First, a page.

Monday, November 14, 2011

Wasn't This Decided in 1943?

I'm all about patriotism and saying the pledge of allegiance and standing/removing hats/shutting up during the national anthem, but requiring recitation of the pledge of allegiance was ruled unconstitutional during World War II (West Virginia State Board of Education v. Barnette):
A Nebraska state senator plans to introduce a bill that would require all kindergarten through high school students to be led in a group recitation of the Pledge of Allegiance, the Lincoln Journal Star reports...

The Nebraska bill would be modeled after a Massachusetts law that does not compel students to participate in the pledge. Michigan, one of the states that does not have a pledge law, has a bill before its senate that would mandate that every student recite the pledge, according to the paper.
I believe the pledge should be said in classrooms every day, but the Supremes were correct in ruling that students should be allowed to opt out. That some will argue with me on this, claiming that students shouldn't even have to hear the pledge, shows how far we've sunk in this country on issues of civic responsibility and pride; there was a time when having merely to be present when the pledge was said wasn't considered oppressive or a political act.

9 comments:

Rhymes With Right said...

Daren -- this law would fit precisely within the boundaries of the 1943 ruling. If the kid is not compelled to say the pledge, there has been no violation of rights.

Darren said...

Read my snippet again, focusing on Michigan.

mazenko said...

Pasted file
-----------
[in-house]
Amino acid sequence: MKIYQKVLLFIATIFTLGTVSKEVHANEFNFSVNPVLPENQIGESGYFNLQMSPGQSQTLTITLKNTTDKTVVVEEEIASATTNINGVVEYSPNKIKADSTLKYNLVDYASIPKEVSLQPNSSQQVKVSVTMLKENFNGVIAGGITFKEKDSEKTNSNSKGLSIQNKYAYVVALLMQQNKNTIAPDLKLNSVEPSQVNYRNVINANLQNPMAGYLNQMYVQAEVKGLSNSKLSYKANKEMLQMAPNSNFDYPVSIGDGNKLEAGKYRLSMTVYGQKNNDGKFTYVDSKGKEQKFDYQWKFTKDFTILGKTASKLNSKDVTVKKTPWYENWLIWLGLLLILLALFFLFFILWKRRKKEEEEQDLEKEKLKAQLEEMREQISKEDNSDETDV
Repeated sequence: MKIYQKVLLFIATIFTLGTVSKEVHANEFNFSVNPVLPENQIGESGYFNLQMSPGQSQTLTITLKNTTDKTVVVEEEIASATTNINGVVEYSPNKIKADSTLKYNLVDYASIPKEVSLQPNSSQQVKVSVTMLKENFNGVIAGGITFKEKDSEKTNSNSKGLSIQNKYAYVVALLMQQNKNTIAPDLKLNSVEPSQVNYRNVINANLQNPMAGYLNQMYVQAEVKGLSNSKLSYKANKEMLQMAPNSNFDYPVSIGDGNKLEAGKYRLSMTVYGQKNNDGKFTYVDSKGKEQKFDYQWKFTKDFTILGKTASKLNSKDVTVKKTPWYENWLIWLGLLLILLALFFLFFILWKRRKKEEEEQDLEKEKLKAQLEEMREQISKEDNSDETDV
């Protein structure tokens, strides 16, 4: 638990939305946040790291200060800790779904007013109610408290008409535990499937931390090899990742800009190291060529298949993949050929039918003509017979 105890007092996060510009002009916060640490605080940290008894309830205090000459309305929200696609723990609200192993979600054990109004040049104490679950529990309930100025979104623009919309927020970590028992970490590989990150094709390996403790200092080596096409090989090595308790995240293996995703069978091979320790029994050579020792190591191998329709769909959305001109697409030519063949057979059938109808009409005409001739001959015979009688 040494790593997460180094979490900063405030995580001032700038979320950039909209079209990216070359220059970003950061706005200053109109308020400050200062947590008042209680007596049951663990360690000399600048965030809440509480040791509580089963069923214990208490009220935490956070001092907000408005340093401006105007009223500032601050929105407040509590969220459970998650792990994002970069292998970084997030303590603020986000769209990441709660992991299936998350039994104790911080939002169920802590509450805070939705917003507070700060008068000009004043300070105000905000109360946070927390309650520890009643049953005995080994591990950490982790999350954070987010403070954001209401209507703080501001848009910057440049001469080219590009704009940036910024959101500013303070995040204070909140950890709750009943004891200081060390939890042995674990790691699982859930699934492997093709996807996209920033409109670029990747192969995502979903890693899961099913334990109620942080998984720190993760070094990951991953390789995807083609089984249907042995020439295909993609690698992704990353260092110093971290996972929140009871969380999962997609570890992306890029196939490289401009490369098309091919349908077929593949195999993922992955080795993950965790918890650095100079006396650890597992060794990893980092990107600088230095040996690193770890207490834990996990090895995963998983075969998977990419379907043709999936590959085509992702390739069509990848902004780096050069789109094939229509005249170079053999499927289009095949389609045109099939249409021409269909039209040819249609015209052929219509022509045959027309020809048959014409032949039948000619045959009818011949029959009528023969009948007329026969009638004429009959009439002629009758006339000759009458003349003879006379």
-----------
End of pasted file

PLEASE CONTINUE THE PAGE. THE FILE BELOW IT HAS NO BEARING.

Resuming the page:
This is that misguided attempt at forced and symbolic patriotism again. When will people tire of this silliness?Perhaps we could require them all to wear American flag pins on their lapels as well.

Happy Elf Mom said...

The aim is clearly indoctrination:

"In Zierke's mind, it's also a stepping stone to young people making decisions about how they could serve their country, he said, including stints in the military."

No, thanks.

Darren said...

On the other hand, if we never had such ceremonies, where would people learn them? Are parents really teaching their kids the pledge or the national anthem?

It's not the ceremony I object to, it's the requirement to participate. But those objectors shouldn't be allowed to shut the ceremony down.

Matt Mangels said...

The Pledge was written by a self-described socialist. 'Nuff said.

Darren said...

What is your point, except perhaps that even socialists used to be patriotic?

Matt Mangels said...

I should have elaborated. The pledge needs to go. The right should hate it because it was written by a socialist. People on the left already hate it, and not just because of "Under God". Making kids pledge allegiance to their country is seen as something dictatorships make their kids do. I say we stop saying the pledge and start teaching more history and civics. Or, instead of saying the pledge every day, we start the day with some tidbit about Civics or U.S. history, for example, "here is how the constitution can be amended", something like that. I said the pledge and sang the national anthem every morning at my Catholic elementary school, and while it's a great thing to be proud of your country and all, man, reciting the same thing day in day out just gets old.

maxutils said...

We can't even fund PE everyday for our increasingly obese children. why take the time for midless recitation of platitudes?